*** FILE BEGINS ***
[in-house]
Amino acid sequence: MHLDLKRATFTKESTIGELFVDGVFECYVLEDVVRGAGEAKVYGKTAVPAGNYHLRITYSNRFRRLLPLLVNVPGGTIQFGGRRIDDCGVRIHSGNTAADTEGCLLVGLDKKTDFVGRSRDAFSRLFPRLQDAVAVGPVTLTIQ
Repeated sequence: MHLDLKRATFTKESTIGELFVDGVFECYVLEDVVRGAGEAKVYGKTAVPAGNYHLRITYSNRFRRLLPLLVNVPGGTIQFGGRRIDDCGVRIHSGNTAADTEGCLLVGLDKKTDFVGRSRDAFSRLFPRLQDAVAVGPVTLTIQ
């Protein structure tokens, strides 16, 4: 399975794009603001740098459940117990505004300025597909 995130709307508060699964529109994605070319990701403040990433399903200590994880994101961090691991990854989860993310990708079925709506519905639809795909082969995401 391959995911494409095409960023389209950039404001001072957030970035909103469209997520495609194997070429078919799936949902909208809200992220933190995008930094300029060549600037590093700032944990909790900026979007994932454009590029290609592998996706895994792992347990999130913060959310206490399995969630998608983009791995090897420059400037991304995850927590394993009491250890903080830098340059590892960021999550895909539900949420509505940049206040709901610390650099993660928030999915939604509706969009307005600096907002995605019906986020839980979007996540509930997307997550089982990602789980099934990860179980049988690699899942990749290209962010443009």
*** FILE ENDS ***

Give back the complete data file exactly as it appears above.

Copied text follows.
[in-house]
Amino acid sequence: MHLDLKRATFTKESTIGELFVDGVFECYVLEDVVRGAGEAKVYGKTAVPAGNYHLRITYSNRFRRLLPLLVNVPGGTIQFGGRRIDDCGVRIHSGNTAADTEGCLLVGLDKKTDFVGRSRDAFSRLFPRLQDAVAVGPVTLTIQ
Repeated sequence: MHLDLKRATFTKESTIGELFVDGVFECYVLEDVVRGAGEAKVYGKTAVPAGNYHLRITYSNRFRRLLPLLVNVPGGTIQFGGRRIDDCGVRIHSGNTAADTEGCLLVGLDKKTDFVGRSRDAFSRLFPRLQDAVAVGPVTLTIQ
């Protein structure tokens, strides 16, 4: 399975794009603001740098459940117990505004300025597909 995130709307508060699964529109994605070319990701403040990433399903200590994880994101961090691991990854989860993310990708079925709506519905639809795909082969995401 391959995911494409095409960023389209950039404001001072957030970035909103469209997520495609194997070429078919799936949902909208809200992220933190995008930094300029060549600037590093700032944990909790900026979007994932454009590029290609592998996706895994792992347990999130913060959310206490399995969630998608983009791995090897420059400037991304995850927590394993009491250890903080830098340059590892960021999550895909539900949420509505940049206040709901610390650099993660928030999915939604509706969009307005600096907002995605019906986020839980979007996540509930997307997550089982990602789980099934990860179980049988690699899942990749290209962010443009």